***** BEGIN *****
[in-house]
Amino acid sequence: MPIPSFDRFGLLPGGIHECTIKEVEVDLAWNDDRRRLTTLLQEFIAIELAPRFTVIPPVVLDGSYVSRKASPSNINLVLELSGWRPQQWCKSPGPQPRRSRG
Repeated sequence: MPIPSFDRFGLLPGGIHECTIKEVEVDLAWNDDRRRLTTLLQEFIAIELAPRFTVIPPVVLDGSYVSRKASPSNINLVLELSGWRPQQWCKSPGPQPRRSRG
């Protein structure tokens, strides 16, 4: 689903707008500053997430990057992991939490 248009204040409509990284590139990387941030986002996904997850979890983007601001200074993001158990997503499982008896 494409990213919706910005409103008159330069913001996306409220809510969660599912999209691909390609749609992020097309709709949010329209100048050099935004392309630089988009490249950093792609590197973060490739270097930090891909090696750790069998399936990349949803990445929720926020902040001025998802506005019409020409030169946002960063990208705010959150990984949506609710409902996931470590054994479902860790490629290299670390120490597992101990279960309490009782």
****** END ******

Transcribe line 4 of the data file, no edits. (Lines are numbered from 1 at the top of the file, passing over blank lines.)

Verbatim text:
């Protein structure tokens, strides 16, 4: 689903707008500053997430990057992991939490 248009204040409509990284590139990387941030986002996904997850979890983007601001200074993001158990997503499982008896 494409990213919706910005409103008159330069913001996306409220809510969660599912999209691909390609749609992020097309709709949010329209100048050099935004392309630089988009490249950093792609590197973060490739270097930090891909090696750790069998399936990349949803990445929720926020902040001025998802506005019409020409030169946002960063990208705010959150990984949506609710409902996931470590054994479902860790490629290299670390120490597992101990279960309490009782």